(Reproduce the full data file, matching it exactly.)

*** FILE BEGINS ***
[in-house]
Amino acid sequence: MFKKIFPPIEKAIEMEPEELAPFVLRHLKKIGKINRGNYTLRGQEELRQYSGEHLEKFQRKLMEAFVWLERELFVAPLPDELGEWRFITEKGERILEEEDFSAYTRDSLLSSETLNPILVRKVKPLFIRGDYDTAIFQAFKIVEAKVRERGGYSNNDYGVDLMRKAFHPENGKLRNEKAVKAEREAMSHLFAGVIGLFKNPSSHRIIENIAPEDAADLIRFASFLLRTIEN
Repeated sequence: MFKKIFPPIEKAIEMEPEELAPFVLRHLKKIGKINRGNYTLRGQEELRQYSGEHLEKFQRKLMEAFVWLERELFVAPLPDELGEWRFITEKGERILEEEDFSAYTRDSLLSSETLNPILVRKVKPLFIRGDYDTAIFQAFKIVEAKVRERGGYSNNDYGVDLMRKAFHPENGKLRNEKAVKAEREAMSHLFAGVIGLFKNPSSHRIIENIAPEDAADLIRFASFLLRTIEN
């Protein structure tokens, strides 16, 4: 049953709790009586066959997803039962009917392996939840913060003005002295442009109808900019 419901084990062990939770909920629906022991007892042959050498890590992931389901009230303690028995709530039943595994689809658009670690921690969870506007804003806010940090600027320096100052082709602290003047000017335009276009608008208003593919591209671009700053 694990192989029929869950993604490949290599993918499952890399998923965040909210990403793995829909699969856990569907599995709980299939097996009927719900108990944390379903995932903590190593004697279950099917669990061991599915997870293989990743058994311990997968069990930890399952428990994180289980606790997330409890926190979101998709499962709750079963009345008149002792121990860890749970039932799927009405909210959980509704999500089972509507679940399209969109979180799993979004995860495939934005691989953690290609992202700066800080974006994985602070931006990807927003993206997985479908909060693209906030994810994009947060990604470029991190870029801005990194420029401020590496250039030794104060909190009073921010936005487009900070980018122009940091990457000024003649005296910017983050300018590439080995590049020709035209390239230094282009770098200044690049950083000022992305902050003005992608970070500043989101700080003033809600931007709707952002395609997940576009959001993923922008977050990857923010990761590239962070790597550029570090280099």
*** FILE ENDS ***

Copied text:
[in-house]
Amino acid sequence: MFKKIFPPIEKAIEMEPEELAPFVLRHLKKIGKINRGNYTLRGQEELRQYSGEHLEKFQRKLMEAFVWLERELFVAPLPDELGEWRFITEKGERILEEEDFSAYTRDSLLSSETLNPILVRKVKPLFIRGDYDTAIFQAFKIVEAKVRERGGYSNNDYGVDLMRKAFHPENGKLRNEKAVKAEREAMSHLFAGVIGLFKNPSSHRIIENIAPEDAADLIRFASFLLRTIEN
Repeated sequence: MFKKIFPPIEKAIEMEPEELAPFVLRHLKKIGKINRGNYTLRGQEELRQYSGEHLEKFQRKLMEAFVWLERELFVAPLPDELGEWRFITEKGERILEEEDFSAYTRDSLLSSETLNPILVRKVKPLFIRGDYDTAIFQAFKIVEAKVRERGGYSNNDYGVDLMRKAFHPENGKLRNEKAVKAEREAMSHLFAGVIGLFKNPSSHRIIENIAPEDAADLIRFASFLLRTIEN
């Protein structure tokens, strides 16, 4: 049953709790009586066959997803039962009917392996939840913060003005002295442009109808900019 419901084990062990939770909920629906022991007892042959050498890590992931389901009230303690028995709530039943595994689809658009670690921690969870506007804003806010940090600027320096100052082709602290003047000017335009276009608008208003593919591209671009700053 694990192989029929869950993604490949290599993918499952890399998923965040909210990403793995829909699969856990569907599995709980299939097996009927719900108990944390379903995932903590190593004697279950099917669990061991599915997870293989990743058994311990997968069990930890399952428990994180289980606790997330409890926190979101998709499962709750079963009345008149002792121990860890749970039932799927009405909210959980509704999500089972509507679940399209969109979180799993979004995860495939934005691989953690290609992202700066800080974006994985602070931006990807927003993206997985479908909060693209906030994810994009947060990604470029991190870029801005990194420029401020590496250039030794104060909190009073921010936005487009900070980018122009940091990457000024003649005296910017983050300018590439080995590049020709035209390239230094282009770098200044690049950083000022992305902050003005992608970070500043989101700080003033809600931007709707952002395609997940576009959001993923922008977050990857923010990761590239962070790597550029570090280099």